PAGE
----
Dissimilatory arsenate and sulfate reduction in sediments of two hypersaline, arsenic-rich soda lakes: Mono and Searles Lakes, California
A radioisotope method was devised to study bacterial respiratory reduction of arsenate in sediments. The following two arsenic-rich soda lakes in California were chosen for comparison on the basis of their different salinities: Mono Lake (∼90 g/liter) and Searles Lake (∼340 g/liter). Profiles of arsenate reduction and sulfate reduction were constructed for both lakes. Reduction of [73As]arsenate occurred at all depth intervals in the cores from Mono Lake (rate constant [k] = 0.103 to 0.04 h−1) and Searles Lake (k = 0.012 to 0.002 h−1), and the highest activities occurred in the top sections of each core. In contrast, [35S]sulfate reduction was measurable in Mono Lake (k = 7.6 ×104 to 3.2 × 10−6 h−1) but not in Searles Lake. Sediment DNA was extracted, PCR amplified, and separated by denaturing gradient gel electrophoresis (DGGE) to obtain phylogenetic markers (i.e., 16S rRNA genes) and a partial functional gene for dissimilatory arsenate reduction (arrA). The amplified arrA gene product showed a similar trend in both lakes; the signal was strongest in surface sediments and decreased to undetectable levels deeper in the sediments. More arrA gene signal was observed in Mono Lake and was detectable at a greater depth, despite the higher arsenate reduction activity observed in Searles Lake. A partial sequence (about 900 bp) was obtained for a clone (SLAS-3) that matched the dominant DGGE band found in deeper parts of the Searles Lake sample (below 3 cm), and this clone was found to be closely related to SLAS-1, a novel extremophilic arsenate respirer previously cultivated from Searles Lake.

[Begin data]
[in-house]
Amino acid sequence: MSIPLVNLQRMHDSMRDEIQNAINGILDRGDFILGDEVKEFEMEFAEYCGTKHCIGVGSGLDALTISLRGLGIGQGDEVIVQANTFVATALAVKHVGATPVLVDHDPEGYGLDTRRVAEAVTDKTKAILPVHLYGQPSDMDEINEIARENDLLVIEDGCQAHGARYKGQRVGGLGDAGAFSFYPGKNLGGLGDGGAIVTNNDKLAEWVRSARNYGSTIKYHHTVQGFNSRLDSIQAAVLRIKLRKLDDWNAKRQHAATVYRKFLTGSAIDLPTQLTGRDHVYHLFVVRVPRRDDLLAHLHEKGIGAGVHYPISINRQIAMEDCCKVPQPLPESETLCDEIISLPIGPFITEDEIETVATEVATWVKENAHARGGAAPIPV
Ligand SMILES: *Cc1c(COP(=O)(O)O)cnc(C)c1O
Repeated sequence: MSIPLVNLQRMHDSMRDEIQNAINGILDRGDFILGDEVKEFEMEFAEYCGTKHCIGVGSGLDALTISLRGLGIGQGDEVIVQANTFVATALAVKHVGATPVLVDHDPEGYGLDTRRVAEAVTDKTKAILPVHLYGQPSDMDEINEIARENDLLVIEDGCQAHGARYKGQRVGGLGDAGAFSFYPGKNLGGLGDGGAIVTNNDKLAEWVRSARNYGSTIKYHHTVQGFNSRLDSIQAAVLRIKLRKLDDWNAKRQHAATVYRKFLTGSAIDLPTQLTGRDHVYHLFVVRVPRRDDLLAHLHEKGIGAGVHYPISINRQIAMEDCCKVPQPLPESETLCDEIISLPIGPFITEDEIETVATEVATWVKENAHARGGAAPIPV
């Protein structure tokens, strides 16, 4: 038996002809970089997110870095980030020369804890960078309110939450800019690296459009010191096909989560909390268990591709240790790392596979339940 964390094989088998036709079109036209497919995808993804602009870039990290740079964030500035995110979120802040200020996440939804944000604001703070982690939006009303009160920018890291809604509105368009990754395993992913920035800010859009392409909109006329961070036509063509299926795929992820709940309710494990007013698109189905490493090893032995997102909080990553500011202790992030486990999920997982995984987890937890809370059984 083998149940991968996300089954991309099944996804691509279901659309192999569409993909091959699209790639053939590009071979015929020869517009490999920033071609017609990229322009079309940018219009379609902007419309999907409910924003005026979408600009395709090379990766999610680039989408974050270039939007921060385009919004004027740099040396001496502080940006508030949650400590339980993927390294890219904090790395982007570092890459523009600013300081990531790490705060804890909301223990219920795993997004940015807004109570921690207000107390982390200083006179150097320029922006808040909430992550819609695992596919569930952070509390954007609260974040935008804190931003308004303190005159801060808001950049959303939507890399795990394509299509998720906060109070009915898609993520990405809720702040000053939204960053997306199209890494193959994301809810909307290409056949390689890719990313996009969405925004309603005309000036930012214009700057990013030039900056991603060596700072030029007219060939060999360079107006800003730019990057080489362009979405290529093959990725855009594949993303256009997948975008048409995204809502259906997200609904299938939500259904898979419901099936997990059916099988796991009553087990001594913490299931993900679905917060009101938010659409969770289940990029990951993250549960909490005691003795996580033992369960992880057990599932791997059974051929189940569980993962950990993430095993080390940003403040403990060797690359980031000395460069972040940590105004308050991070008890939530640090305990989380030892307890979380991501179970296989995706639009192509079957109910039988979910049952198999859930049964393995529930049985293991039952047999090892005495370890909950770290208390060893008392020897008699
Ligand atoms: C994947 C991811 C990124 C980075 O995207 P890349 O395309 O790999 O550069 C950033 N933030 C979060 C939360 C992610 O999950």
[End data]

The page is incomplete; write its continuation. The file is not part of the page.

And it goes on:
Additional publication details
|Publication Subtype||Journal Article|
|Title||Dissimilatory arsenate and sulfate reduction in sediments of two hypersaline, arsenic-rich soda lakes: Mono and Searles Lakes, California|
|Series title||Applied and Environmental Microbiology|
|Contributing office(s)||Toxic Substances Hydrology Program|